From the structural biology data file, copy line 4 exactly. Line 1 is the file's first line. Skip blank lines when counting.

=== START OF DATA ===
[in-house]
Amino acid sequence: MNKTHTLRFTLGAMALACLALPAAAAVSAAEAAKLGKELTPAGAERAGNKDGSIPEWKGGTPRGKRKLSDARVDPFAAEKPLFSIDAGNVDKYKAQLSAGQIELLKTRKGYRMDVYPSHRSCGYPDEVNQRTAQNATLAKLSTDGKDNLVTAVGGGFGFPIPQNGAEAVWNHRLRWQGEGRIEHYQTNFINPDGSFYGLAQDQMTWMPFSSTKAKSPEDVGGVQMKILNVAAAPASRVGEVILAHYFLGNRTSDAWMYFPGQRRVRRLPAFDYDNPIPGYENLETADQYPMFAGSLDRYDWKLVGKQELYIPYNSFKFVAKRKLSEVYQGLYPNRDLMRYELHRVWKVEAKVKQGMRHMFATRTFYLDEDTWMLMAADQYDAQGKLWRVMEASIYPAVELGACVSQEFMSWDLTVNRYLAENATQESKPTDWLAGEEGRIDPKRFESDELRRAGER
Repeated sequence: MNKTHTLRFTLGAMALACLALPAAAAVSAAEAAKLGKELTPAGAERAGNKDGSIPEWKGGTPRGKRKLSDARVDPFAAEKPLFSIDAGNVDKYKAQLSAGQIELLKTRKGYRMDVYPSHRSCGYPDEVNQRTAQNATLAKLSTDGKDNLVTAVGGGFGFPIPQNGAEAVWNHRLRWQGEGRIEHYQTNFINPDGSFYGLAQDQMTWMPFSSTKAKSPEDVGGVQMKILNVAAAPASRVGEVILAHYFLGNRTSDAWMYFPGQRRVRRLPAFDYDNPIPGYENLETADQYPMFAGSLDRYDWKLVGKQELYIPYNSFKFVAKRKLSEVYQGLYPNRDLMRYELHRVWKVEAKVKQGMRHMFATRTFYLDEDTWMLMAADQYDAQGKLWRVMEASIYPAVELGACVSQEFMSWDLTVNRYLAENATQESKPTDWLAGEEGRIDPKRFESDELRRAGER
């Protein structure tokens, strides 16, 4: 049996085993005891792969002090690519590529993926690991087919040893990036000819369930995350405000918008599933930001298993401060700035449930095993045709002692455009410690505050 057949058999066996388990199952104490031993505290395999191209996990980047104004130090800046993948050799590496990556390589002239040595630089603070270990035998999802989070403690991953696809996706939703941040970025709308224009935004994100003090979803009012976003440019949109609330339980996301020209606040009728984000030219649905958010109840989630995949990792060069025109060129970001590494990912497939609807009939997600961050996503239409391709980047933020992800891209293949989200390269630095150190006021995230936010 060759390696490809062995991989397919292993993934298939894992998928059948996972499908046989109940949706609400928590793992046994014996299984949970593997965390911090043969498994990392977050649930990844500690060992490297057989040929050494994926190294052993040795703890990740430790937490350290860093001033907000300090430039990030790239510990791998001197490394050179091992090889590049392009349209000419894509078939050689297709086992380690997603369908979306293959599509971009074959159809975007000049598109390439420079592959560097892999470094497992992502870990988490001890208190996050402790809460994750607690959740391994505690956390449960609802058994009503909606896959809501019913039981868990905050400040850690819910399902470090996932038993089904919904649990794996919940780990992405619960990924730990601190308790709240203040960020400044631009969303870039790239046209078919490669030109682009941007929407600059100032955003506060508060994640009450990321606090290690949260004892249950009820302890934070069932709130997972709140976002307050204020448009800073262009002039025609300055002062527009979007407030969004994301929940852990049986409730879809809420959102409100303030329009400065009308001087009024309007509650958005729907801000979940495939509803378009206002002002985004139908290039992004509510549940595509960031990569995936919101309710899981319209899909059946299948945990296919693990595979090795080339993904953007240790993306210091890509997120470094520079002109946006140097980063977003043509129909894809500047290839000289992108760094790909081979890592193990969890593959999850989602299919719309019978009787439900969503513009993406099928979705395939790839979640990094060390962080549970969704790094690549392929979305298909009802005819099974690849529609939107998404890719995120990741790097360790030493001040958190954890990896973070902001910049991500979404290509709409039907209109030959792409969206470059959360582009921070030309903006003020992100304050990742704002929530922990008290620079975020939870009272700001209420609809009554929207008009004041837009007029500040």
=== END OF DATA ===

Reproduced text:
């Protein structure tokens, strides 16, 4: 049996085993005891792969002090690519590529993926690991087919040893990036000819369930995350405000918008599933930001298993401060700035449930095993045709002692455009410690505050 057949058999066996388990199952104490031993505290395999191209996990980047104004130090800046993948050799590496990556390589002239040595630089603070270990035998999802989070403690991953696809996706939703941040970025709308224009935004994100003090979803009012976003440019949109609330339980996301020209606040009728984000030219649905958010109840989630995949990792060069025109060129970001590494990912497939609807009939997600961050996503239409391709980047933020992800891209293949989200390269630095150190006021995230936010 060759390696490809062995991989397919292993993934298939894992998928059948996972499908046989109940949706609400928590793992046994014996299984949970593997965390911090043969498994990392977050649930990844500690060992490297057989040929050494994926190294052993040795703890990740430790937490350290860093001033907000300090430039990030790239510990791998001197490394050179091992090889590049392009349209000419894509078939050689297709086992380690997603369908979306293959599509971009074959159809975007000049598109390439420079592959560097892999470094497992992502870990988490001890208190996050402790809460994750607690959740391994505690956390449960609802058994009503909606896959809501019913039981868990905050400040850690819910399902470090996932038993089904919904649990794996919940780990992405619960990924730990601190308790709240203040960020400044631009969303870039790239046209078919490669030109682009941007929407600059100032955003506060508060994640009450990321606090290690949260004892249950009820302890934070069932709130997972709140976002307050204020448009800073262009002039025609300055002062527009979007407030969004994301929940852990049986409730879809809420959102409100303030329009400065009308001087009024309007509650958005729907801000979940495939509803378009206002002002985004139908290039992004509510549940595509960031990569995936919101309710899981319209899909059946299948945990296919693990595979090795080339993904953007240790993306210091890509997120470094520079002109946006140097980063977003043509129909894809500047290839000289992108760094790909081979890592193990969890593959999850989602299919719309019978009787439900969503513009993406099928979705395939790839979640990094060390962080549970969704790094690549392929979305298909009802005819099974690849529609939107998404890719995120990741790097360790030493001040958190954890990896973070902001910049991500979404290509709409039907209109030959792409969206470059959360582009921070030309903006003020992100304050990742704002929530922990008290620079975020939870009272700001209420609809009554929207008009004041837009007029500040």